For the week of February 21, 1998
25 Shevat 5758
Moses and Aaron, Nadab And Abihu, and the seventy elders of Israel went up and saw the God of Israel. Under his feet was something like a pavement made of sapphire, clear as the sky itself. But God did not raise his hand against these leaders of the Israelites; they saw God, and they ate and drank (Exodus/Shemot 24:9-11).
It is a widely-held popular view in Judaism that God cannot be seen. This is due to the basic notion that God has no form. Judaism, like many religions, insists that God is so entirely other in relation to humans, that his being cannot be perceived by us in any tangible way.
While many accept God's reality, the definition of that reality is often very nebulous. God becomes more of an ideal that strengthens our motives, than a true being with whom you and I must reckon.
In this week's portion, seventy-four people actually saw God. The quote above makes this clear because of the statement of the fact that they didn't suffer any negative consequences as a result. If this "seeing of God" was not in the physical realm, there would be no need for such a statement.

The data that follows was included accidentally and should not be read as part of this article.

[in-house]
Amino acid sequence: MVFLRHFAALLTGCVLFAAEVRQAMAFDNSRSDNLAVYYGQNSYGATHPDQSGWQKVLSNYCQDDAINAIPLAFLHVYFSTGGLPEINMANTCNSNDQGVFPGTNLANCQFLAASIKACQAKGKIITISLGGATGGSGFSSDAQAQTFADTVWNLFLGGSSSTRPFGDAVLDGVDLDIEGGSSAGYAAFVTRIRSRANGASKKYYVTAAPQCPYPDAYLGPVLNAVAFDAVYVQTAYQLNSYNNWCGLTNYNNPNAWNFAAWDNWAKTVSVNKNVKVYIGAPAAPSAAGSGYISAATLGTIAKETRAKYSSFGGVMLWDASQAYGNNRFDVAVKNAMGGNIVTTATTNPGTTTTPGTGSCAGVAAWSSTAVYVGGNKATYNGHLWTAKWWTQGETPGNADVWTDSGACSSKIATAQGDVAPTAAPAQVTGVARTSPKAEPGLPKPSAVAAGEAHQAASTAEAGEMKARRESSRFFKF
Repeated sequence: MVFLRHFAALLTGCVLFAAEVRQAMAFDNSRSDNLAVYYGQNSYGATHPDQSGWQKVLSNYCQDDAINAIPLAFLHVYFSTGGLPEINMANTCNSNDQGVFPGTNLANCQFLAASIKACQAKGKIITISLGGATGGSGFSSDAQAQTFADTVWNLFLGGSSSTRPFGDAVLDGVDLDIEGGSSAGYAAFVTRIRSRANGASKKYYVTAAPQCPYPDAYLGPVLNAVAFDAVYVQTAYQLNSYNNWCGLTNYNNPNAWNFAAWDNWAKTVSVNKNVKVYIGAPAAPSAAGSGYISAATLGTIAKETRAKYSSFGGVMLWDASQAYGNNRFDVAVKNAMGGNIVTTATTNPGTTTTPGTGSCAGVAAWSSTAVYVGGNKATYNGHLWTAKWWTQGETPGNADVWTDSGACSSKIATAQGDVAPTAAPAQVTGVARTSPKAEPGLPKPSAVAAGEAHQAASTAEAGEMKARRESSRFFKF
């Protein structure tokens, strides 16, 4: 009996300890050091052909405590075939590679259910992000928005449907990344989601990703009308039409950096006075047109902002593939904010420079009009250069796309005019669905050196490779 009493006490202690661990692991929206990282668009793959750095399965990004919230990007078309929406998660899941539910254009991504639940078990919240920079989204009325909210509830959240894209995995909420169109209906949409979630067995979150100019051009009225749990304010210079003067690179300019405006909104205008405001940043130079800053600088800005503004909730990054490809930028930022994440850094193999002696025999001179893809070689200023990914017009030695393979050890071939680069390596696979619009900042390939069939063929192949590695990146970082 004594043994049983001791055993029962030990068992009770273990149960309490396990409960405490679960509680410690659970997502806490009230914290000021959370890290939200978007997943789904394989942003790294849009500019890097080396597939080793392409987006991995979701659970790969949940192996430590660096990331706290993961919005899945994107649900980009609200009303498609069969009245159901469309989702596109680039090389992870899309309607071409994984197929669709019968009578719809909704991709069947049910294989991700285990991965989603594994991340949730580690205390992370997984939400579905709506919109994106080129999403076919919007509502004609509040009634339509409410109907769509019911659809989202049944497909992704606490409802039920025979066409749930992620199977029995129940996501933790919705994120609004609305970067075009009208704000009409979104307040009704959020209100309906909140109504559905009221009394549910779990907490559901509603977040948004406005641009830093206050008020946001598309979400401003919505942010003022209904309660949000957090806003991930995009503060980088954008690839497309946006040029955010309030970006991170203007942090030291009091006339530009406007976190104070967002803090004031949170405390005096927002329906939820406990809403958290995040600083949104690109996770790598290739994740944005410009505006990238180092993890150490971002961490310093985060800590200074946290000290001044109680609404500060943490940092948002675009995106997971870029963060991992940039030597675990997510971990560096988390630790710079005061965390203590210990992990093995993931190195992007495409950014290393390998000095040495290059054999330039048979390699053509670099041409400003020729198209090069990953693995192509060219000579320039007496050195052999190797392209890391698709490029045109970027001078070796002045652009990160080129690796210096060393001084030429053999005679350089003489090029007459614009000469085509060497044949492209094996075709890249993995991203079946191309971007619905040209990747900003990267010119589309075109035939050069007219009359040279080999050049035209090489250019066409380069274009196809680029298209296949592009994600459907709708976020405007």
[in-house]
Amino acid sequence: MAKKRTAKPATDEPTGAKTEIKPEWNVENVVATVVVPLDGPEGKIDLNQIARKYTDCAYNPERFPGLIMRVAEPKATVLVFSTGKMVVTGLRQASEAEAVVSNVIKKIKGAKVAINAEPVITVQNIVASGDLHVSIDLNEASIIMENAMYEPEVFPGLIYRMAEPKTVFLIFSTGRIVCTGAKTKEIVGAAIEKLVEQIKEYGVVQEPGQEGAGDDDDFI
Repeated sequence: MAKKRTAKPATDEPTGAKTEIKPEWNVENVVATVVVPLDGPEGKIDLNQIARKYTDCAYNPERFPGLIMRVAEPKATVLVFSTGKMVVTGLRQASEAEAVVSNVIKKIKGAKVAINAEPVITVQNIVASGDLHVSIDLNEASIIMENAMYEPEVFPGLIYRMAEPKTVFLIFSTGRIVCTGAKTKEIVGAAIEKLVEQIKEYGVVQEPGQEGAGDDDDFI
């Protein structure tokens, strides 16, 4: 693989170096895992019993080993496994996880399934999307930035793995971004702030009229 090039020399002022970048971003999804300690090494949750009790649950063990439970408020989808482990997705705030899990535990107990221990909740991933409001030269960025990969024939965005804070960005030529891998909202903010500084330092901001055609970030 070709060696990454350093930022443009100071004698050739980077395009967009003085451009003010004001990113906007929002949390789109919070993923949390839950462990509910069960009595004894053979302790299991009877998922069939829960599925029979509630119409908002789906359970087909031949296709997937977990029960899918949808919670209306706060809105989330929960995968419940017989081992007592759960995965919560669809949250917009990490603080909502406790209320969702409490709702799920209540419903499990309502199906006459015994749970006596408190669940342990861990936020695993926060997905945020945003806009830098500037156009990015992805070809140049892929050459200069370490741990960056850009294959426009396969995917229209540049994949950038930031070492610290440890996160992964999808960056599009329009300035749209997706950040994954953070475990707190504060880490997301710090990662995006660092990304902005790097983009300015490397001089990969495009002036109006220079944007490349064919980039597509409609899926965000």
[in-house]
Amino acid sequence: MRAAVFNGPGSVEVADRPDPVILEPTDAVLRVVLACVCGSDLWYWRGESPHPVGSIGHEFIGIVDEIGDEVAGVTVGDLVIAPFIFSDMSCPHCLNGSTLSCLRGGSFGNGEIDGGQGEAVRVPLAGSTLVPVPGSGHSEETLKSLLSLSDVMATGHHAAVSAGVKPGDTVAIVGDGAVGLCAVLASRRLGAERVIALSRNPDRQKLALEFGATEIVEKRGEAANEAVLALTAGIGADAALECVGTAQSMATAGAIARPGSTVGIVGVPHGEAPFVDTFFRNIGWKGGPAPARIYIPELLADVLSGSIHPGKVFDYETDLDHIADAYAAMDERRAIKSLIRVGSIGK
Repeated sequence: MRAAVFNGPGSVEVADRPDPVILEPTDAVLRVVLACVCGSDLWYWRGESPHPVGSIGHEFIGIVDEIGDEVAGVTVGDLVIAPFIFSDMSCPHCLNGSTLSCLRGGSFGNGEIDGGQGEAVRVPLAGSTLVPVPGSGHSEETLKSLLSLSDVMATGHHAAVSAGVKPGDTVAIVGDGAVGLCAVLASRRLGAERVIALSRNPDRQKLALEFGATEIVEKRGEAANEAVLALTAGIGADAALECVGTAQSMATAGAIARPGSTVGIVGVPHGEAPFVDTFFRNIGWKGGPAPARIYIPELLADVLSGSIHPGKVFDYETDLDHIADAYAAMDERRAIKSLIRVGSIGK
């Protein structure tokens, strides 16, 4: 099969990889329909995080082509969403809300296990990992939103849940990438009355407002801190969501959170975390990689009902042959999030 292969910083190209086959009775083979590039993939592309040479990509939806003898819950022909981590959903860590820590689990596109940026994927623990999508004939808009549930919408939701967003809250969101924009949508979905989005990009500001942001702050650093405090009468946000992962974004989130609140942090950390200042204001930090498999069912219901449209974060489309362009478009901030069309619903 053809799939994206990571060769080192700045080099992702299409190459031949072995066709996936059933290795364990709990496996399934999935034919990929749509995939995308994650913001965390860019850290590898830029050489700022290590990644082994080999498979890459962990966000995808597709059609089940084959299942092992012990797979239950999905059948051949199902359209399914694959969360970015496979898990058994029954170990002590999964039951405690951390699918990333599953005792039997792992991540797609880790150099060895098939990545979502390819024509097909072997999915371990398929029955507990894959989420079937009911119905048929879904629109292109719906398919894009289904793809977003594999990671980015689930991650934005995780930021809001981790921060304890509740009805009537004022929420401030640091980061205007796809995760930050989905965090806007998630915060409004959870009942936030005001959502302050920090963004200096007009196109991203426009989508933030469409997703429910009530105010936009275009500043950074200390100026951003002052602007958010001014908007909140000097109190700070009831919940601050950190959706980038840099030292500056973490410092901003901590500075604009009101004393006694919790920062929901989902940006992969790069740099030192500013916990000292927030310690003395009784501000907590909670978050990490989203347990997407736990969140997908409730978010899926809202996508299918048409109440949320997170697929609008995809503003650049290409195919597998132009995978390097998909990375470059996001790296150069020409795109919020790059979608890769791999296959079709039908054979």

There is an insistence in Judaism that God has no form. Intrinsic to this view is the "otherliness" of God mentioned above. The result of this misunderstanding is that God becomes unknowable and things to do with God are reduced to simply ritual and morals, in other words, religion.
The witness of the scriptures is to the contrary. In fact much of the point of the Old and New Testaments is the knowing of God.
The traditional view of God having no form is more of a reaction to the coming of Yeshua (Jesus of Nazareth) than an honest representation of the Scripture's view of the matter.
For some reason we have trouble accepting that God would actually get involved in His creation to this extent. Perhaps it is because we don't want him to. If he gets too close, then we may have to do what he says. If he gets involved in our affairs, we can no longer control him. If we cannot control God, then religious leaders may lose control over people.
And yet God makes himself known. He makes himself known in very real ways.
The good news of the coming of the Messiah Yeshua is that God has made himself known in a way that we can fully understand and relate to. In Yeshua God became a human being so that we could know God as we were meant to.